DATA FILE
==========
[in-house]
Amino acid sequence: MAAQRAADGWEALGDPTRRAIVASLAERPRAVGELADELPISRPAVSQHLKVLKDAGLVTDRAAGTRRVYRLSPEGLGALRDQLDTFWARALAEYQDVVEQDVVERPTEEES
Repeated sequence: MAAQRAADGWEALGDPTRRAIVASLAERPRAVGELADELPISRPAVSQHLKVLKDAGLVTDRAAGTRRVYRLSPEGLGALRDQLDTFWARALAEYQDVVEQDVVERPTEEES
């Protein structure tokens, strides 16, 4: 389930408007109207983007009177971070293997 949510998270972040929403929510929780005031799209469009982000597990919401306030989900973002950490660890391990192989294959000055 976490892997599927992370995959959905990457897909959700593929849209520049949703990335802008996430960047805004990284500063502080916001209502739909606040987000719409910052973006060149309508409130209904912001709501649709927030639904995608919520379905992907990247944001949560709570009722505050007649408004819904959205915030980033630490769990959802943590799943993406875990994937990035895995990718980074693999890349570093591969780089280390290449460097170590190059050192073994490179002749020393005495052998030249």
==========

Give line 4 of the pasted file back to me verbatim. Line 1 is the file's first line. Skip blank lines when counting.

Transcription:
């Protein structure tokens, strides 16, 4: 389930408007109207983007009177971070293997 949510998270972040929403929510929780005031799209469009982000597990919401306030989900973002950490660890391990192989294959000055 976490892997599927992370995959959905990457897909959700593929849209520049949703990335802008996430960047805004990284500063502080916001209502739909606040987000719409910052973006060149309508409130209904912001709501649709927030639904995608919520379905992907990247944001949560709570009722505050007649408004819904959205915030980033630490769990959802943590799943993406875990994937990035895995990718980074693999890349570093591969780089280390290449460097170590190059050192073994490179002749020393005495052998030249």